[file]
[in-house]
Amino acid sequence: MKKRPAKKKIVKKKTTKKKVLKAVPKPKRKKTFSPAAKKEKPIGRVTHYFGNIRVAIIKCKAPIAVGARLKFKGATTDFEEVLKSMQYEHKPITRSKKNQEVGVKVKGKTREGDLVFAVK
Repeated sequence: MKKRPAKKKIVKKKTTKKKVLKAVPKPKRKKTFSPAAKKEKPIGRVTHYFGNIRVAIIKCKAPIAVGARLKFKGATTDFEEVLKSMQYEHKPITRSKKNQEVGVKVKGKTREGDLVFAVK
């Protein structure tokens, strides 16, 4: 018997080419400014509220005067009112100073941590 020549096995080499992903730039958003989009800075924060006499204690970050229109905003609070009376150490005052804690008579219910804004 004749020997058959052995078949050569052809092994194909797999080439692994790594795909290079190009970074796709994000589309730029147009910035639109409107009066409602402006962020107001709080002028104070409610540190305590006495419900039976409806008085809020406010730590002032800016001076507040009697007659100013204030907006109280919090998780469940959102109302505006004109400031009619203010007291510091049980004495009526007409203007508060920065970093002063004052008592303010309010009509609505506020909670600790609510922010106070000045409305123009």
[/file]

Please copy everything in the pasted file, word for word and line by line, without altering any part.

[in-house]
Amino acid sequence: MKKRPAKKKIVKKKTTKKKVLKAVPKPKRKKTFSPAAKKEKPIGRVTHYFGNIRVAIIKCKAPIAVGARLKFKGATTDFEEVLKSMQYEHKPITRSKKNQEVGVKVKGKTREGDLVFAVK
Repeated sequence: MKKRPAKKKIVKKKTTKKKVLKAVPKPKRKKTFSPAAKKEKPIGRVTHYFGNIRVAIIKCKAPIAVGARLKFKGATTDFEEVLKSMQYEHKPITRSKKNQEVGVKVKGKTREGDLVFAVK
């Protein structure tokens, strides 16, 4: 018997080419400014509220005067009112100073941590 020549096995080499992903730039958003989009800075924060006499204690970050229109905003609070009376150490005052804690008579219910804004 004749020997058959052995078949050569052809092994194909797999080439692994790594795909290079190009970074796709994000589309730029147009910035639109409107009066409602402006962020107001709080002028104070409610540190305590006495419900039976409806008085809020406010730590002032800016001076507040009697007659100013204030907006109280919090998780469940959102109302505006004109400031009619203010007291510091049980004495009526007409203007508060920065970093002063004052008592303010309010009509609505506020909670600790609510922010106070000045409305123009």